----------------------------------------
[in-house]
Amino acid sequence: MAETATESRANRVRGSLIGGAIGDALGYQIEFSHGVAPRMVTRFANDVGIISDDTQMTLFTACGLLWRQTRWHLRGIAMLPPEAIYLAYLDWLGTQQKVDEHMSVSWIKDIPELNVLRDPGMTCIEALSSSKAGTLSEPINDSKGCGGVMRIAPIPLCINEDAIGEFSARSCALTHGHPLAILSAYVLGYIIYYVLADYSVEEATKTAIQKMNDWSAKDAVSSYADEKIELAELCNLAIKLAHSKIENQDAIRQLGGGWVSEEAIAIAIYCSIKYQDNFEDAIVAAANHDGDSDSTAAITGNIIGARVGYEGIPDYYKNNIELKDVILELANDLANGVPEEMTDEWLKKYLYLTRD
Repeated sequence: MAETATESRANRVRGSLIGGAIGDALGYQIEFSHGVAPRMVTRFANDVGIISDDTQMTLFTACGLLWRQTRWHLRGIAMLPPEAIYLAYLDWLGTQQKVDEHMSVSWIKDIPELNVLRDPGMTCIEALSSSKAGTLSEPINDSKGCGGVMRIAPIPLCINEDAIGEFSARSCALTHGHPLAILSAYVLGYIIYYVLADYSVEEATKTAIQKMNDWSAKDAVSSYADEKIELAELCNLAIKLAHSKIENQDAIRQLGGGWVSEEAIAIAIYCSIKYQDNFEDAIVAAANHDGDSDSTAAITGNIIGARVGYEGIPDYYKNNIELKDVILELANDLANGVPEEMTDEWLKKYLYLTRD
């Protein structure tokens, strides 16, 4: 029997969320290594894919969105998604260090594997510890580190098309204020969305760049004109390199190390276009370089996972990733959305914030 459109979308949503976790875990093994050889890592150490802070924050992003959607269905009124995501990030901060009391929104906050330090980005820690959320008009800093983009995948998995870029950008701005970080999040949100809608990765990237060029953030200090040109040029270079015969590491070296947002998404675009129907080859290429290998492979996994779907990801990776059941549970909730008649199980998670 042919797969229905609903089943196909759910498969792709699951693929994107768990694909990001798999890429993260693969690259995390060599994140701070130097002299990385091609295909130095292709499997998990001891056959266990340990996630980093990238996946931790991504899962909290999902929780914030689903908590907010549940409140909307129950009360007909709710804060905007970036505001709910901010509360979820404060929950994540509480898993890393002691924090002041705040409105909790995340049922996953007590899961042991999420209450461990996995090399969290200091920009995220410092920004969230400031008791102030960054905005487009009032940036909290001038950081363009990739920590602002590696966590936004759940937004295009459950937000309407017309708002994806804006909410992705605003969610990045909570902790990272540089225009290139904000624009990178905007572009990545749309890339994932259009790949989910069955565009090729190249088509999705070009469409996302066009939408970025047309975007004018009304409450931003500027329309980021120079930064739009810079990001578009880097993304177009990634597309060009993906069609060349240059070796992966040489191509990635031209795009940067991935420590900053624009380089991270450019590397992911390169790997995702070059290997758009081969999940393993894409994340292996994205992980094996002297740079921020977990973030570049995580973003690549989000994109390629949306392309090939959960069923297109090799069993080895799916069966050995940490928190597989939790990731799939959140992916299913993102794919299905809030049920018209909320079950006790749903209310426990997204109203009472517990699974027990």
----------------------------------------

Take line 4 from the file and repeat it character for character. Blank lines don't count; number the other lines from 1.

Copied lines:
């Protein structure tokens, strides 16, 4: 029997969320290594894919969105998604260090594997510890580190098309204020969305760049004109390199190390276009370089996972990733959305914030 459109979308949503976790875990093994050889890592150490802070924050992003959607269905009124995501990030901060009391929104906050330090980005820690959320008009800093983009995948998995870029950008701005970080999040949100809608990765990237060029953030200090040109040029270079015969590491070296947002998404675009129907080859290429290998492979996994779907990801990776059941549970909730008649199980998670 042919797969229905609903089943196909759910498969792709699951693929994107768990694909990001798999890429993260693969690259995390060599994140701070130097002299990385091609295909130095292709499997998990001891056959266990340990996630980093990238996946931790991504899962909290999902929780914030689903908590907010549940409140909307129950009360007909709710804060905007970036505001709910901010509360979820404060929950994540509480898993890393002691924090002041705040409105909790995340049922996953007590899961042991999420209450461990996995090399969290200091920009995220410092920004969230400031008791102030960054905005487009009032940036909290001038950081363009990739920590602002590696966590936004759940937004295009459950937000309407017309708002994806804006909410992705605003969610990045909570902790990272540089225009290139904000624009990178905007572009990545749309890339994932259009790949989910069955565009090729190249088509999705070009469409996302066009939408970025047309975007004018009304409450931003500027329309980021120079930064739009810079990001578009880097993304177009990634597309060009993906069609060349240059070796992966040489191509990635031209795009940067991935420590900053624009380089991270450019590397992911390169790997995702070059290997758009081969999940393993894409994340292996994205992980094996002297740079921020977990973030570049995580973003690549989000994109390629949306392309090939959960069923297109090799069993080895799916069966050995940490928190597989939790990731799939959140992916299913993102794919299905809030049920018209909320079950006790749903209310426990997204109203009472517990699974027990």